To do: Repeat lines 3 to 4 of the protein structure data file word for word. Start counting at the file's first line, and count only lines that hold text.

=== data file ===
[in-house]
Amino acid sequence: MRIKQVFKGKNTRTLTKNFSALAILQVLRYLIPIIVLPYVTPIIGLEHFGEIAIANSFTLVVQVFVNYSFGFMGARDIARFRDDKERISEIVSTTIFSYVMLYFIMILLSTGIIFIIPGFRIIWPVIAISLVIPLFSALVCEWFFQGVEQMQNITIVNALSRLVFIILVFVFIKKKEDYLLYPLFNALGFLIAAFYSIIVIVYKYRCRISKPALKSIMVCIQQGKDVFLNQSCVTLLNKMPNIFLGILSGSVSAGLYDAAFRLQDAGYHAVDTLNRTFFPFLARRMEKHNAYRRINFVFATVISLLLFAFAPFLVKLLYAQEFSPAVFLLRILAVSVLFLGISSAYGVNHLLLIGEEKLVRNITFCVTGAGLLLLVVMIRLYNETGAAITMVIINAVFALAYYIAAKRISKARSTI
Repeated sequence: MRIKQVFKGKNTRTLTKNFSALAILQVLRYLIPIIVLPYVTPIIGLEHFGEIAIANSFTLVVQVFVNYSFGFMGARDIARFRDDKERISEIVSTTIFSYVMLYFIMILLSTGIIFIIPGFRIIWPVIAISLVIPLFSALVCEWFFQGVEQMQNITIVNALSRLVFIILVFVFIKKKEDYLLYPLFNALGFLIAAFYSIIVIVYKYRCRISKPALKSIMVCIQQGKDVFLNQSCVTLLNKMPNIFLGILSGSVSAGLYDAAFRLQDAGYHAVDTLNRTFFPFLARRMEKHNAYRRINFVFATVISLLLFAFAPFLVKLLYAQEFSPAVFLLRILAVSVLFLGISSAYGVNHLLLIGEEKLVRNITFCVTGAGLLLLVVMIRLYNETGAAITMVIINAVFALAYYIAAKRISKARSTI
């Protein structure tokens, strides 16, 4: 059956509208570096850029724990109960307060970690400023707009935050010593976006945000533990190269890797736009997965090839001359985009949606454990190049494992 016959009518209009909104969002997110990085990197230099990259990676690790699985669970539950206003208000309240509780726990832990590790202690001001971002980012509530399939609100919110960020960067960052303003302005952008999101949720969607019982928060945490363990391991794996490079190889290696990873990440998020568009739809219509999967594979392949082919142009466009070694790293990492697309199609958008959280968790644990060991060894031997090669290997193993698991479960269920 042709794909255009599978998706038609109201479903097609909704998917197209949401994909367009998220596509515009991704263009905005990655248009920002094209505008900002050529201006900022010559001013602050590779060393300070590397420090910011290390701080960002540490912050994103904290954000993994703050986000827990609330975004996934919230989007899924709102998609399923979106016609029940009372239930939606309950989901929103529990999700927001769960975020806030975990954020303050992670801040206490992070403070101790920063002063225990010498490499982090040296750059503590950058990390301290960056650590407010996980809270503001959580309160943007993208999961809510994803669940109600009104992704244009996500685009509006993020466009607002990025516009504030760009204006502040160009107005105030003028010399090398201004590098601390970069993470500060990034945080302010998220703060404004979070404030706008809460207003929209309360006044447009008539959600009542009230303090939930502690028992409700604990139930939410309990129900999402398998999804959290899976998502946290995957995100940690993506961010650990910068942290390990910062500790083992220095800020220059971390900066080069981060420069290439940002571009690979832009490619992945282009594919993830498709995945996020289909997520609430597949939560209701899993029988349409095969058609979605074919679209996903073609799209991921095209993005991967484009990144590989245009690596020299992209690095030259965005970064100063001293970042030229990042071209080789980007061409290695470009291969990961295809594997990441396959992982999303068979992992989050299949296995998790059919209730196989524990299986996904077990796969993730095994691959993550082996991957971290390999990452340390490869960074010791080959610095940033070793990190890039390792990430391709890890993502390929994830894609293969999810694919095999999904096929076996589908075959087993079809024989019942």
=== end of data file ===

Repeated sequence: MRIKQVFKGKNTRTLTKNFSALAILQVLRYLIPIIVLPYVTPIIGLEHFGEIAIANSFTLVVQVFVNYSFGFMGARDIARFRDDKERISEIVSTTIFSYVMLYFIMILLSTGIIFIIPGFRIIWPVIAISLVIPLFSALVCEWFFQGVEQMQNITIVNALSRLVFIILVFVFIKKKEDYLLYPLFNALGFLIAAFYSIIVIVYKYRCRISKPALKSIMVCIQQGKDVFLNQSCVTLLNKMPNIFLGILSGSVSAGLYDAAFRLQDAGYHAVDTLNRTFFPFLARRMEKHNAYRRINFVFATVISLLLFAFAPFLVKLLYAQEFSPAVFLLRILAVSVLFLGISSAYGVNHLLLIGEEKLVRNITFCVTGAGLLLLVVMIRLYNETGAAITMVIINAVFALAYYIAAKRISKARSTI
């Protein structure tokens, strides 16, 4: 059956509208570096850029724990109960307060970690400023707009935050010593976006945000533990190269890797736009997965090839001359985009949606454990190049494992 016959009518209009909104969002997110990085990197230099990259990676690790699985669970539950206003208000309240509780726990832990590790202690001001971002980012509530399939609100919110960020960067960052303003302005952008999101949720969607019982928060945490363990391991794996490079190889290696990873990440998020568009739809219509999967594979392949082919142009466009070694790293990492697309199609958008959280968790644990060991060894031997090669290997193993698991479960269920 042709794909255009599978998706038609109201479903097609909704998917197209949401994909367009998220596509515009991704263009905005990655248009920002094209505008900002050529201006900022010559001013602050590779060393300070590397420090910011290390701080960002540490912050994103904290954000993994703050986000827990609330975004996934919230989007899924709102998609399923979106016609029940009372239930939606309950989901929103529990999700927001769960975020806030975990954020303050992670801040206490992070403070101790920063002063225990010498490499982090040296750059503590950058990390301290960056650590407010996980809270503001959580309160943007993208999961809510994803669940109600009104992704244009996500685009509006993020466009607002990025516009504030760009204006502040160009107005105030003028010399090398201004590098601390970069993470500060990034945080302010998220703060404004979070404030706008809460207003929209309360006044447009008539959600009542009230303090939930502690028992409700604990139930939410309990129900999402398998999804959290899976998502946290995957995100940690993506961010650990910068942290390990910062500790083992220095800020220059971390900066080069981060420069290439940002571009690979832009490619992945282009594919993830498709995945996020289909997520609430597949939560209701899993029988349409095969058609979605074919679209996903073609799209991921095209993005991967484009990144590989245009690596020299992209690095030259965005970064100063001293970042030229990042071209080789980007061409290695470009291969990961295809594997990441396959992982999303068979992992989050299949296995998790059919209730196989524990299986996904077990796969993730095994691959993550082996991957971290390999990452340390490869960074010791080959610095940033070793990190890039390792990430391709890890993502390929994830894609293969999810694919095999999904096929076996589908075959087993079809024989019942």